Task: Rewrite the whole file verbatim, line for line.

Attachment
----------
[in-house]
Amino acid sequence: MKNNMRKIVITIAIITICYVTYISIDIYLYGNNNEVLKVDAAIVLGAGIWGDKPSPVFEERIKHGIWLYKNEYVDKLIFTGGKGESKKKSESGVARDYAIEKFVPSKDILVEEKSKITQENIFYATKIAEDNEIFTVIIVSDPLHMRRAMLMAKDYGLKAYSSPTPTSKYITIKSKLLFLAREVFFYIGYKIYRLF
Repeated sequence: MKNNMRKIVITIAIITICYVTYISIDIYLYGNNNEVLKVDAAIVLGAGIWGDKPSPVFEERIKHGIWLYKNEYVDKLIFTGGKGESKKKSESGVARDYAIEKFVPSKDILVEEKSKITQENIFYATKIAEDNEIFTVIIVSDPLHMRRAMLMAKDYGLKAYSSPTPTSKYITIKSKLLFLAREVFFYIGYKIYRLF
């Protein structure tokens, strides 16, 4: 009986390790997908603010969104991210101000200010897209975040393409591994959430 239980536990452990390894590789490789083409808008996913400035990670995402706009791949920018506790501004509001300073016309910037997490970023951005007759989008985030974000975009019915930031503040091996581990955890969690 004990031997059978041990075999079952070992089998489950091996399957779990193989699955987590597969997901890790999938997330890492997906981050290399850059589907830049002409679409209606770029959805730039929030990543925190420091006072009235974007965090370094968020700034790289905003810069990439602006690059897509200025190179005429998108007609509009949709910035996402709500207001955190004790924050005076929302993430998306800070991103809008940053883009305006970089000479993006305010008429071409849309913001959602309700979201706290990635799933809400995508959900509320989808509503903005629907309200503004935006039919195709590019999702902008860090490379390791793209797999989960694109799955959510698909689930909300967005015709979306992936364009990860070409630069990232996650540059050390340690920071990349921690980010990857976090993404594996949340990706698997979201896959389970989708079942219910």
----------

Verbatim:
[in-house]
Amino acid sequence: MKNNMRKIVITIAIITICYVTYISIDIYLYGNNNEVLKVDAAIVLGAGIWGDKPSPVFEERIKHGIWLYKNEYVDKLIFTGGKGESKKKSESGVARDYAIEKFVPSKDILVEEKSKITQENIFYATKIAEDNEIFTVIIVSDPLHMRRAMLMAKDYGLKAYSSPTPTSKYITIKSKLLFLAREVFFYIGYKIYRLF
Repeated sequence: MKNNMRKIVITIAIITICYVTYISIDIYLYGNNNEVLKVDAAIVLGAGIWGDKPSPVFEERIKHGIWLYKNEYVDKLIFTGGKGESKKKSESGVARDYAIEKFVPSKDILVEEKSKITQENIFYATKIAEDNEIFTVIIVSDPLHMRRAMLMAKDYGLKAYSSPTPTSKYITIKSKLLFLAREVFFYIGYKIYRLF
């Protein structure tokens, strides 16, 4: 009986390790997908603010969104991210101000200010897209975040393409591994959430 239980536990452990390894590789490789083409808008996913400035990670995402706009791949920018506790501004509001300073016309910037997490970023951005007759989008985030974000975009019915930031503040091996581990955890969690 004990031997059978041990075999079952070992089998489950091996399957779990193989699955987590597969997901890790999938997330890492997906981050290399850059589907830049002409679409209606770029959805730039929030990543925190420091006072009235974007965090370094968020700034790289905003810069990439602006690059897509200025190179005429998108007609509009949709910035996402709500207001955190004790924050005076929302993430998306800070991103809008940053883009305006970089000479993006305010008429071409849309913001959602309700979201706290990635799933809400995508959900509320989808509503903005629907309200503004935006039919195709590019999702902008860090490379390791793209797999989960694109799955959510698909689930909300967005015709979306992936364009990860070409630069990232996650540059050390340690920071990349921690980010990857976090993404594996949340990706698997979201896959389970989708079942219910």